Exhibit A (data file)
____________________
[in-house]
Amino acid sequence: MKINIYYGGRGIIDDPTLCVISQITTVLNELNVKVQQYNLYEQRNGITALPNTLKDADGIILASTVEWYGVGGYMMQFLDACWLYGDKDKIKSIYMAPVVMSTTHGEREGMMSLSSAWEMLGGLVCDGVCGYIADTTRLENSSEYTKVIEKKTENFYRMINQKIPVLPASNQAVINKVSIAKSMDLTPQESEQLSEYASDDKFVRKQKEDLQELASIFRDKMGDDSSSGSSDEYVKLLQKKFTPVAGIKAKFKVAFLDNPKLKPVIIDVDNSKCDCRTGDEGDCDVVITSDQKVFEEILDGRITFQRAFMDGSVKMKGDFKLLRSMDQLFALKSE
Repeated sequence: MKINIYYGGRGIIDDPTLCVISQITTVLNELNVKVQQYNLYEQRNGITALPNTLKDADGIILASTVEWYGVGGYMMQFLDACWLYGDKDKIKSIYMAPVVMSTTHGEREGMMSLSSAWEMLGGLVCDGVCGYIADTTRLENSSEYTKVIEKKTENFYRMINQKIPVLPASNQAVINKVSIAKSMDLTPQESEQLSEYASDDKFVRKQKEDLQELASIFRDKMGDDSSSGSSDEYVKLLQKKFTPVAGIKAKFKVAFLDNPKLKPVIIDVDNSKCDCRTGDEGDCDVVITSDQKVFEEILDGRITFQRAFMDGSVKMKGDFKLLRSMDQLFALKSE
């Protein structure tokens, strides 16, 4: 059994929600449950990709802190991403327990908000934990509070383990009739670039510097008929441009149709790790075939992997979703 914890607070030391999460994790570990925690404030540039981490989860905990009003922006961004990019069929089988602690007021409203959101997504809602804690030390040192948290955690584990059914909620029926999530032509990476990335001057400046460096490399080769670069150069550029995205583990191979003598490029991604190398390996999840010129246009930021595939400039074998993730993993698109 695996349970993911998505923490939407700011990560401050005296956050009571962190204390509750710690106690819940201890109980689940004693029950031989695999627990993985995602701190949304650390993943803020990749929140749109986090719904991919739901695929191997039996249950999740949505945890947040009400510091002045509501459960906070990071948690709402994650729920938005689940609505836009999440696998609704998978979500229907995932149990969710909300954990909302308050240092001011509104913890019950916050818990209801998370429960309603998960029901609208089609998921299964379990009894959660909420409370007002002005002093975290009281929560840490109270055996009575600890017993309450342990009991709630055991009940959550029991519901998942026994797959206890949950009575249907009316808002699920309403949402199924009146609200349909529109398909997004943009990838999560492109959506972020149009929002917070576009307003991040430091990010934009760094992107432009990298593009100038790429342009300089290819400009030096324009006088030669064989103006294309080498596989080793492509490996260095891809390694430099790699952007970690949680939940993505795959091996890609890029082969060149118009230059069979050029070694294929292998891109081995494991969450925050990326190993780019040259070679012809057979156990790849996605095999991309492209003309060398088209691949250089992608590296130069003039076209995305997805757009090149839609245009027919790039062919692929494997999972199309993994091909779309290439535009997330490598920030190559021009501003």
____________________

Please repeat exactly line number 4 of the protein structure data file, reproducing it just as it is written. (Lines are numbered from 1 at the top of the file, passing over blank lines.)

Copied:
């Protein structure tokens, strides 16, 4: 059994929600449950990709802190991403327990908000934990509070383990009739670039510097008929441009149709790790075939992997979703 914890607070030391999460994790570990925690404030540039981490989860905990009003922006961004990019069929089988602690007021409203959101997504809602804690030390040192948290955690584990059914909620029926999530032509990476990335001057400046460096490399080769670069150069550029995205583990191979003598490029991604190398390996999840010129246009930021595939400039074998993730993993698109 695996349970993911998505923490939407700011990560401050005296956050009571962190204390509750710690106690819940201890109980689940004693029950031989695999627990993985995602701190949304650390993943803020990749929140749109986090719904991919739901695929191997039996249950999740949505945890947040009400510091002045509501459960906070990071948690709402994650729920938005689940609505836009999440696998609704998978979500229907995932149990969710909300954990909302308050240092001011509104913890019950916050818990209801998370429960309603998960029901609208089609998921299964379990009894959660909420409370007002002005002093975290009281929560840490109270055996009575600890017993309450342990009991709630055991009940959550029991519901998942026994797959206890949950009575249907009316808002699920309403949402199924009146609200349909529109398909997004943009990838999560492109959506972020149009929002917070576009307003991040430091990010934009760094992107432009990298593009100038790429342009300089290819400009030096324009006088030669064989103006294309080498596989080793492509490996260095891809390694430099790699952007970690949680939940993505795959091996890609890029082969060149118009230059069979050029070694294929292998891109081995494991969450925050990326190993780019040259070679012809057979156990790849996605095999991309492209003309060398088209691949250089992608590296130069003039076209995305997805757009090149839609245009027919790039062919692929494997999972199309993994091909779309290439535009997330490598920030190559021009501003």